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Moorsom, William Scarth.

Edited by Marjory Whitelaw. Ottawa, Oberon Press, c1986. 152pp, cloth, $25.00, ISBN 0-88750-627-5.

Grades 9 and up
Reviewed by Catherine Cox

Volume 15 Number 1
1987 January

This book is an anthology of excerpts from letters that give various travellers' impressions of Nova Scotia between 1749 and 1856. In her introduction, Marjorie Whitelaw gives a sketchy history of the period and proceeds to comment on the writers included in the collection. Actually, only a smattering of material comes from John MacGregor, Lieutenant Coke, Sir George Head, William Dyott, Lord Dalhousie, Isabella Lucy Bird, Boston King, William Cobbett, T.C. Haliburton, and John James Audubon, who are represented mostly by one excerpt each. Most of the letters come from Captain William Scarth Moorsom's Letters from Nova Scotia published in London in 1830.

Moorsom travelled all around the colony, missing Cape Breton, and his accounts of conditions provide an entertaining view of the life of a traveller, the roads, inns, and people in Nova Scotia at the beginning of the nineteenth century. It appears that Whitelaw included the other diarists or letter-writers only to balance the collection. Therefore, we get the token woman and black, and somebody to describe Cape Breton. The excerpt from Sam Slick appears incongruous.

The introductory notes in italics before each excerpt are sometimes rather confusing, leaving the reader unclear as to who the next writer is. Headings or footnotes would have helped. There are some notes at the back of the book and a small bibliography, but no index or table of contents, so this is not a book to be used for retrieval of information. It does contain some good primary sources and descriptions of such events as the Loyalist founding and desertion of Shelburne, which might be useful to the teacher or researcher. There are no illustrations, but the production is excellent and an example of Oberon's high standards.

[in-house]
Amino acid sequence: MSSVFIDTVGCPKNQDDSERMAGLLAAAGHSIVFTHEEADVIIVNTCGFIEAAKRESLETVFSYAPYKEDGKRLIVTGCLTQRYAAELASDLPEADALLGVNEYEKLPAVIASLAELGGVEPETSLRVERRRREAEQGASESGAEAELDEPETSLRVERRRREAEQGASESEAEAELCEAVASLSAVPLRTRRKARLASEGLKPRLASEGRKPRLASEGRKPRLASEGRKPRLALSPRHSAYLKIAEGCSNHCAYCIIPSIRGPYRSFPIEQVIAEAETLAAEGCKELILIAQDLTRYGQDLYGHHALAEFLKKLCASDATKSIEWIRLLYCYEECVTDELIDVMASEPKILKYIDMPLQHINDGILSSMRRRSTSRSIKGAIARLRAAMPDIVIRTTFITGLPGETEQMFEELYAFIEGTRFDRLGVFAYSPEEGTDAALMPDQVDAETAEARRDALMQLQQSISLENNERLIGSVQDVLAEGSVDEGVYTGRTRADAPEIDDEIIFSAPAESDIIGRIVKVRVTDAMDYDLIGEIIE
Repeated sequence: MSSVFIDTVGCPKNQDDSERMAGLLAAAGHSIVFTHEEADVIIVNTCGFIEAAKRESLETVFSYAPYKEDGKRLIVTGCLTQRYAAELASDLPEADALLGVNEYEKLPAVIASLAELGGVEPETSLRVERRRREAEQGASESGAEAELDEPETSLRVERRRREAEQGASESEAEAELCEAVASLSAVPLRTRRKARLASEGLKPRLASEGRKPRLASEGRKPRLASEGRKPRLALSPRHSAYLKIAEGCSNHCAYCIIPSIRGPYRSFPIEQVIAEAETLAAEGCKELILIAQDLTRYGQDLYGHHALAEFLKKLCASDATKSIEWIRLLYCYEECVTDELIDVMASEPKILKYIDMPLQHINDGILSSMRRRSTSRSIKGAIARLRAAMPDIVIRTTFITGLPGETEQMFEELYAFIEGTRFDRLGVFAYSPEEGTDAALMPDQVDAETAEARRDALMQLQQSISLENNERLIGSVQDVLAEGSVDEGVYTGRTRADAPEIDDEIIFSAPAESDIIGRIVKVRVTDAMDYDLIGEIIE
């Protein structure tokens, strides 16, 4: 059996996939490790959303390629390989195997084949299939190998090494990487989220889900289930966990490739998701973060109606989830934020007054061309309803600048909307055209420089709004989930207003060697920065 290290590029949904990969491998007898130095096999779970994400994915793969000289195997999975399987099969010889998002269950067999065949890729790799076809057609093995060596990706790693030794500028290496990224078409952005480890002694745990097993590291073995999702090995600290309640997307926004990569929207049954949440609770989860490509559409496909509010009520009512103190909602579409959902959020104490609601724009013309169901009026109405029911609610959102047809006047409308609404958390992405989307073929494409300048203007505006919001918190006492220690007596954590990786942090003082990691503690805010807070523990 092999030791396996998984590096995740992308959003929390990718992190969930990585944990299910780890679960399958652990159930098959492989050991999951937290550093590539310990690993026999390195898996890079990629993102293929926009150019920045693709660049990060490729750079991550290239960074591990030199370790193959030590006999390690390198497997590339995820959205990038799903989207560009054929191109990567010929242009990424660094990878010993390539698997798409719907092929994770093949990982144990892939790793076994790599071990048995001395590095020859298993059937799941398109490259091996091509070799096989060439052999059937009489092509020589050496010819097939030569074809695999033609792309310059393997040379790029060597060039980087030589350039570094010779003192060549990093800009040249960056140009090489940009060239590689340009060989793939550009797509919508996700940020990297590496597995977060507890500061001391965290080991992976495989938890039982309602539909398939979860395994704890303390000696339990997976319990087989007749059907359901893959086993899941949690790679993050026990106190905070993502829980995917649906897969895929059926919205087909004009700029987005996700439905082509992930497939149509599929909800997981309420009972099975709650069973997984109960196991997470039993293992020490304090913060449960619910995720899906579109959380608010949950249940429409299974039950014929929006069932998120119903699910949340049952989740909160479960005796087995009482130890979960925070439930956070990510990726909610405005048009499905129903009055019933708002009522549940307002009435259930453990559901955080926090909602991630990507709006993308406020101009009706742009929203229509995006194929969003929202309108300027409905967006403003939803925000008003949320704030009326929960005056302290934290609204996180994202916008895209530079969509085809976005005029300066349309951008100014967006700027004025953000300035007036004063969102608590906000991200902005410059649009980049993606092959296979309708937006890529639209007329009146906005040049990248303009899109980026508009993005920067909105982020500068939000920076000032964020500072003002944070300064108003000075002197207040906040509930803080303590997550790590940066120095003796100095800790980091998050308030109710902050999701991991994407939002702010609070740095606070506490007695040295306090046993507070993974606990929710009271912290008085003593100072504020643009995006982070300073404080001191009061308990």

The material needs a Thomas Raddall to make it into a story like At the Tides Turn (McClelland and Stewart, 1959). which was based on a diarist's account of privateering on Nova Scotia's South Shore during the American Revolution. Then it would be great fun to read. As it stands, the collection is esoteric and will appeal principally to those interested in the subject or familiar with Whitelaw's other work.

For school situations the book needs an index. Recommended for public libraries and others where the curriculum warrants.

Catherine Cox, Moncton H.S., Moncton, N.B.
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